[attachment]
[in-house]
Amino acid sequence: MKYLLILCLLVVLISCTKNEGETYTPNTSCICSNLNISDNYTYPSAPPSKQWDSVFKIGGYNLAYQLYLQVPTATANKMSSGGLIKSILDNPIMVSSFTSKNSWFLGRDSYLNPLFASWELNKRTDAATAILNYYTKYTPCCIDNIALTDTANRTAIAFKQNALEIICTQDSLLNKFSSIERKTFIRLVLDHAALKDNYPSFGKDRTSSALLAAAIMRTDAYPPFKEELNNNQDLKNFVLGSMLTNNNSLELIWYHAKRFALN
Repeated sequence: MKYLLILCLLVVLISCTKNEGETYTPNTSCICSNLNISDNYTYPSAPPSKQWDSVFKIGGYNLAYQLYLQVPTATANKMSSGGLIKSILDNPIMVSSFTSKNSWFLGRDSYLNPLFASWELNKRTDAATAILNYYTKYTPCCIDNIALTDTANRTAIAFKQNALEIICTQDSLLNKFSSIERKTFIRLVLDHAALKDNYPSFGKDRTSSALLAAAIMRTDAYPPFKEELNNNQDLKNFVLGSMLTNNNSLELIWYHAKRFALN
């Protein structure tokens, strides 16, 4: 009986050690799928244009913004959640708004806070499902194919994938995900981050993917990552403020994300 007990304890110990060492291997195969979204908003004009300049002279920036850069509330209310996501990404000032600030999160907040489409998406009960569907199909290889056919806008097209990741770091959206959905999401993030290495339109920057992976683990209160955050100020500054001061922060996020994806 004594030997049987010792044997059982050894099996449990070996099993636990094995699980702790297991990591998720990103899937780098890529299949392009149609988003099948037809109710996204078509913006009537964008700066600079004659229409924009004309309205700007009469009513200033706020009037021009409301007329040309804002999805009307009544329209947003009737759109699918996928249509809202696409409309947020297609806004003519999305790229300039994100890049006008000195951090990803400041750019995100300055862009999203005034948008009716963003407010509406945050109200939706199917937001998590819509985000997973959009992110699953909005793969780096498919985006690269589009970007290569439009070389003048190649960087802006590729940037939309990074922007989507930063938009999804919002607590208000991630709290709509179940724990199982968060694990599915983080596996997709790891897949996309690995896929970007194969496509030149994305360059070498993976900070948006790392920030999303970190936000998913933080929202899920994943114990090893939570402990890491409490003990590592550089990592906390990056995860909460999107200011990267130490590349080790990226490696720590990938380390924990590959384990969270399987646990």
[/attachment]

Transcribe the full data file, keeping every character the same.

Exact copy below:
[in-house]
Amino acid sequence: MKYLLILCLLVVLISCTKNEGETYTPNTSCICSNLNISDNYTYPSAPPSKQWDSVFKIGGYNLAYQLYLQVPTATANKMSSGGLIKSILDNPIMVSSFTSKNSWFLGRDSYLNPLFASWELNKRTDAATAILNYYTKYTPCCIDNIALTDTANRTAIAFKQNALEIICTQDSLLNKFSSIERKTFIRLVLDHAALKDNYPSFGKDRTSSALLAAAIMRTDAYPPFKEELNNNQDLKNFVLGSMLTNNNSLELIWYHAKRFALN
Repeated sequence: MKYLLILCLLVVLISCTKNEGETYTPNTSCICSNLNISDNYTYPSAPPSKQWDSVFKIGGYNLAYQLYLQVPTATANKMSSGGLIKSILDNPIMVSSFTSKNSWFLGRDSYLNPLFASWELNKRTDAATAILNYYTKYTPCCIDNIALTDTANRTAIAFKQNALEIICTQDSLLNKFSSIERKTFIRLVLDHAALKDNYPSFGKDRTSSALLAAAIMRTDAYPPFKEELNNNQDLKNFVLGSMLTNNNSLELIWYHAKRFALN
């Protein structure tokens, strides 16, 4: 009986050690799928244009913004959640708004806070499902194919994938995900981050993917990552403020994300 007990304890110990060492291997195969979204908003004009300049002279920036850069509330209310996501990404000032600030999160907040489409998406009960569907199909290889056919806008097209990741770091959206959905999401993030290495339109920057992976683990209160955050100020500054001061922060996020994806 004594030997049987010792044997059982050894099996449990070996099993636990094995699980702790297991990591998720990103899937780098890529299949392009149609988003099948037809109710996204078509913006009537964008700066600079004659229409924009004309309205700007009469009513200033706020009037021009409301007329040309804002999805009307009544329209947003009737759109699918996928249509809202696409409309947020297609806004003519999305790229300039994100890049006008000195951090990803400041750019995100300055862009999203005034948008009716963003407010509406945050109200939706199917937001998590819509985000997973959009992110699953909005793969780096498919985006690269589009970007290569439009070389003048190649960087802006590729940037939309990074922007989507930063938009999804919002607590208000991630709290709509179940724990199982968060694990599915983080596996997709790891897949996309690995896929970007194969496509030149994305360059070498993976900070948006790392920030999303970190936000998913933080929202899920994943114990090893939570402990890491409490003990590592550089990592906390990056995860909460999107200011990267130490590349080790990226490696720590990938380390924990590959384990969270399987646990």